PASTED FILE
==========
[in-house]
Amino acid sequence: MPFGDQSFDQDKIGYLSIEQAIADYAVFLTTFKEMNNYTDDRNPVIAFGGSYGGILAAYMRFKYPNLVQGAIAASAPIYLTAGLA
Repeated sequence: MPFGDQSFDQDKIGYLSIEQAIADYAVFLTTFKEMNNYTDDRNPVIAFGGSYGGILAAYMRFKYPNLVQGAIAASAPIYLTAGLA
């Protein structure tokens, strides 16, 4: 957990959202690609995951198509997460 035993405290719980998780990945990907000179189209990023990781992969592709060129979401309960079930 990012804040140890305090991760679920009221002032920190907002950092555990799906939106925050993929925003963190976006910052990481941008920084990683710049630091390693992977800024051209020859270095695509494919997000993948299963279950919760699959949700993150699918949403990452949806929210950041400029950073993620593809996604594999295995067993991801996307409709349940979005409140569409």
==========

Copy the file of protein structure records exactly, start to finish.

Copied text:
[in-house]
Amino acid sequence: MPFGDQSFDQDKIGYLSIEQAIADYAVFLTTFKEMNNYTDDRNPVIAFGGSYGGILAAYMRFKYPNLVQGAIAASAPIYLTAGLA
Repeated sequence: MPFGDQSFDQDKIGYLSIEQAIADYAVFLTTFKEMNNYTDDRNPVIAFGGSYGGILAAYMRFKYPNLVQGAIAASAPIYLTAGLA
């Protein structure tokens, strides 16, 4: 957990959202690609995951198509997460 035993405290719980998780990945990907000179189209990023990781992969592709060129979401309960079930 990012804040140890305090991760679920009221002032920190907002950092555990799906939106925050993929925003963190976006910052990481941008920084990683710049630091390693992977800024051209020859270095695509494919997000993948299963279950919760699959949700993150699918949403990452949806929210950041400029950073993620593809996604594999295995067993991801996307409709349940979005409140569409």